By Daniel Taccone
He was a brother, a son, a friend, and a teammate.
William Eddy-Duma, an 18-year-old mechanical engineering student who loved the outdoors and punk rock died after a car crash on Hwy 17 on Feb. 14. Other Algonquin students who were in the car were injured and treated.
“Nobody I’ve ever met has ever disliked him,” remembered Alyssa Eddy, Duma’s cousin. She shared this with another attendee of Duma’s funeral. The other’s response?
“No one can dislike him.”
Duma was the type of person who would be able to light up a room when he walked in.
Duma’s funeral on Feb. 20 was a celebration of his life, rich despite its brevity. There were seven stations that each celebrated something that he loved, ranging from his musical tastes, his love of different sports, and his life outdoors.
Duma’s Facebook wall is covered in tributes like this; loving memories of a well-loved person whose life was cut tragically short in a car crash on Valentine’s Day.
Matthew White wrote: “Never thought something like this could happen but only the good die young! One of the funniest and [most] genuine guys I’ve ever met! RIP brother, you’ll be missed.”
“Still in complete shock and can’t stop thinking about you, Willy. Never failed to put a smile on peoples’ faces. You left this Earth way too soon,” wrote Wrayanne MacDougall.
Duma grew up outdoors, according to close friends and family interviewed by the Times. A fanatic skier, biker, and skateboarder, he spent his time in the natural beauty that surrounded his home, whether it was on the hill, or in the lake. Every year, Duma and his extended family would head to Camp Clear Lake for vacation, said his cousin Alyssa Eddy.
This was where his family members have some of their fondest memories of him.
“I taught him how to catch frogs there,” said Eddy, sharing some of her early memories of her cousin. “Then he got better at it than me. And got little-boy cocky.”
“Growing up with Will was like having another brother,” said Sarah Eddy, another cousin. “He wasn’t your typical boy who hated family time, he really liked it.
“When he was younger he couldn’t stay the night without his mother, who he was extremely close with,” she added. “Eventually he outgrew needing his mom 24/7…but he still loved her just as much.”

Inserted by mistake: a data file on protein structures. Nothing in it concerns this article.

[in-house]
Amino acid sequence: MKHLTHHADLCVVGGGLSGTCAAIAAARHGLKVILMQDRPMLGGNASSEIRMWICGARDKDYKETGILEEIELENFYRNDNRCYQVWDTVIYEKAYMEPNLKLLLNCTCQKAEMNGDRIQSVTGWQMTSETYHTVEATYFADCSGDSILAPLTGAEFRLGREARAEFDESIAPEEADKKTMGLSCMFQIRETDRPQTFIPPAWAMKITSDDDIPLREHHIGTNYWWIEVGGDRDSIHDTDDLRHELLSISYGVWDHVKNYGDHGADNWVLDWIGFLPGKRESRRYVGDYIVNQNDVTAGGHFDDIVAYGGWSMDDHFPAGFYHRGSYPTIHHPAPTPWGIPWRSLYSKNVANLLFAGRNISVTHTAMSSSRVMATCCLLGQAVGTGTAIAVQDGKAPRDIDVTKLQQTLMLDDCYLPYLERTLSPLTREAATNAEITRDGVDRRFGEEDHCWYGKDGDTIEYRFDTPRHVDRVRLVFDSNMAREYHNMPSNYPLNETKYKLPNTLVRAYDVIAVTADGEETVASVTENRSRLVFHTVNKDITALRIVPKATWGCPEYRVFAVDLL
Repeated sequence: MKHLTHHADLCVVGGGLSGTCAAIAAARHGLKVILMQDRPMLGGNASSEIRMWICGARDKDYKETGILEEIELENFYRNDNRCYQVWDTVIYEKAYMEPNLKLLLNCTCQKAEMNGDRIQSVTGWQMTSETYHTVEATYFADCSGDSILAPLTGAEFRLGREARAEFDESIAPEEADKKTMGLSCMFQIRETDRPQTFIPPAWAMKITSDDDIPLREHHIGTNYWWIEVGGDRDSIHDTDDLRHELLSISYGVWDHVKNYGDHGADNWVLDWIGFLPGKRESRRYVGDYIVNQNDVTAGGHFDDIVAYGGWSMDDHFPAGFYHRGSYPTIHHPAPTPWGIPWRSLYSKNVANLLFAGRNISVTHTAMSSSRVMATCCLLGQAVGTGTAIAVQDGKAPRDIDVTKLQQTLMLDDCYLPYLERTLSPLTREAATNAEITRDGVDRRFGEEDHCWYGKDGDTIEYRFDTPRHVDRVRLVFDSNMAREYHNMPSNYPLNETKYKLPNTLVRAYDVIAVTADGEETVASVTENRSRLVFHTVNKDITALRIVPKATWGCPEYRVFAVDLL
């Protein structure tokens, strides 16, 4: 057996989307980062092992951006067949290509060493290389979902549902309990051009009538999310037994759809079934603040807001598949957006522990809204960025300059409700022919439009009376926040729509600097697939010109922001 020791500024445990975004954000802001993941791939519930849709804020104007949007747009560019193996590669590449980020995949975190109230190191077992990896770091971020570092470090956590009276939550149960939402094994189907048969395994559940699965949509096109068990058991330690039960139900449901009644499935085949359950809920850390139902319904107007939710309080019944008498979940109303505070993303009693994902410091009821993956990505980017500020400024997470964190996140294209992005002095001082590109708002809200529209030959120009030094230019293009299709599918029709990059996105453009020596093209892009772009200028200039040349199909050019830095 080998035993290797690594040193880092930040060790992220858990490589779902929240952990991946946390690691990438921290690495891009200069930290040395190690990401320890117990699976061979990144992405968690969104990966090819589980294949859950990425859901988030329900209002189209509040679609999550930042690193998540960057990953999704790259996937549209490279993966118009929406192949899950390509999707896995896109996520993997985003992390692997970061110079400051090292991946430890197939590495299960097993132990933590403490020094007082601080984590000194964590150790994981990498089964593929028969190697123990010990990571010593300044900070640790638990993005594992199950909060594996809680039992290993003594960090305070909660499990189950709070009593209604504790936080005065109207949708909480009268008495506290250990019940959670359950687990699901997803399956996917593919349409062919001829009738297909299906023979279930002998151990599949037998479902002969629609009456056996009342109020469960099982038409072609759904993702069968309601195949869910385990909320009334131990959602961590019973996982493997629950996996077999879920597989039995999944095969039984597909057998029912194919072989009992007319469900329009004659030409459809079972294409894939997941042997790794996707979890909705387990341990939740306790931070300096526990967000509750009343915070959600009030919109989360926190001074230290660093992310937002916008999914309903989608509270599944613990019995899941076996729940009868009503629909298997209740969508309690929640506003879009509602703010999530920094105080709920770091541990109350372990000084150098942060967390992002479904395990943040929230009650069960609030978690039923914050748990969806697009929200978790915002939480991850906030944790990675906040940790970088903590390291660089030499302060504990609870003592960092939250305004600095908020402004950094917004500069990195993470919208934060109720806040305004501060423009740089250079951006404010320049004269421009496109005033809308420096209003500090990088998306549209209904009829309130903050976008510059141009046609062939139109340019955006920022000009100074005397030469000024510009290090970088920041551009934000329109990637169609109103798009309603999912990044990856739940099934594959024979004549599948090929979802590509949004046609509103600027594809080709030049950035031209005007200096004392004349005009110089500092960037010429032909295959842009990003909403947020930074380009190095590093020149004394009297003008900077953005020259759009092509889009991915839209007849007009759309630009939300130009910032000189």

Her brother, Jan Michael agrees, saying that although Duma was his cousin, he always thought of him as a brother.
Here at Algonquin, Duma didn’t change much from the person he was back home, according to his family. Being assigned to a random roommate, always an anxious situation, didn’t seem to affect him. He first met his roommate Shayne Pierce Loughren, a student in the radio broadcast program, over an email exchange set up by the college.
“He was an easy guy to get along with,” said Loughren, who spoke at Duma’s funeral over reading week. “He went from a complete stranger to a best friend in no time at all.”
They bonded over their shared interests of skateboarding, Rage Against the Machine, and the Red Hot Chili Peppers, Duma’s favourite bands. Duma’s Rise Against the Machine flag is still hung up in the common area of their dorm room. Always enriching the playful roommate banter between the two was Duma’s light-hearted teasing about the difference in workloads between the two roommates’ different programs.
“He wasn’t just book-smart,” said Loughren. “He was also clever, witty, and very deep. It was one of the first things I noticed about him.”
“He was way more mature than any other 18-year-old I know.”
Duma died in the crash, along with driver Meghna Atwal, on Highway 17, near the town of Laurentian Hills as they hit an oncoming transport truck.
Although there were other Algonquin students involved in the crash, the Times was unable to obtain any information concerning them. However, the Times was able to confirm they are recovering.
The investigation was ongoing as of Feb. 15.